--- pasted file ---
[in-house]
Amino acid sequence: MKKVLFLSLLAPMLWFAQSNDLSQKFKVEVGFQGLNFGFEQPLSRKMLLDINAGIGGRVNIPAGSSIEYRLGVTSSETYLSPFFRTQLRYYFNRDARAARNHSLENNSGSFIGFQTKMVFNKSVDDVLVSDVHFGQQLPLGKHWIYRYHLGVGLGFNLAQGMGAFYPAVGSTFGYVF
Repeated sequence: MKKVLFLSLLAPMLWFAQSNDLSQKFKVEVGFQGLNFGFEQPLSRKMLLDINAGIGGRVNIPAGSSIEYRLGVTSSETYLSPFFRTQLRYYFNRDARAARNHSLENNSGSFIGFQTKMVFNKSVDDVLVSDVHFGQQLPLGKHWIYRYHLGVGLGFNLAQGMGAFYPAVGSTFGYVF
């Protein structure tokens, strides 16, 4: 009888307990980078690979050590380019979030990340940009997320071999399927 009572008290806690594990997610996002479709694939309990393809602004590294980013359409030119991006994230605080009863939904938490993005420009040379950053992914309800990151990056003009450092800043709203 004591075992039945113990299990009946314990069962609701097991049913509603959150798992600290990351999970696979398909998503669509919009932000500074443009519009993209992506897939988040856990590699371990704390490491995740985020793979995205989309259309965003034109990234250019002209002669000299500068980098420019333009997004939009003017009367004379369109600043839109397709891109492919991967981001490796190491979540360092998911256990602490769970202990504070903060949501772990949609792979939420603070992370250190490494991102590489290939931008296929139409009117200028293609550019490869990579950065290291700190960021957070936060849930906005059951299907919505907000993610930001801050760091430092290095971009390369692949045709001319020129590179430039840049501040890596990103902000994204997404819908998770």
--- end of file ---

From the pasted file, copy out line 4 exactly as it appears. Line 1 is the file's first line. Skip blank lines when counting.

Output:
């Protein structure tokens, strides 16, 4: 009888307990980078690979050590380019979030990340940009997320071999399927 009572008290806690594990997610996002479709694939309990393809602004590294980013359409030119991006994230605080009863939904938490993005420009040379950053992914309800990151990056003009450092800043709203 004591075992039945113990299990009946314990069962609701097991049913509603959150798992600290990351999970696979398909998503669509919009932000500074443009519009993209992506897939988040856990590699371990704390490491995740985020793979995205989309259309965003034109990234250019002209002669000299500068980098420019333009997004939009003017009367004379369109600043839109397709891109492919991967981001490796190491979540360092998911256990602490769970202990504070903060949501772990949609792979939420603070992370250190490494991102590489290939931008296929139409009117200028293609550019490869990579950065290291700190960021957070936060849930906005059951299907919505907000993610930001801050760091430092290095971009390369692949045709001319020129590179430039840049501040890596990103902000994204997404819908998770």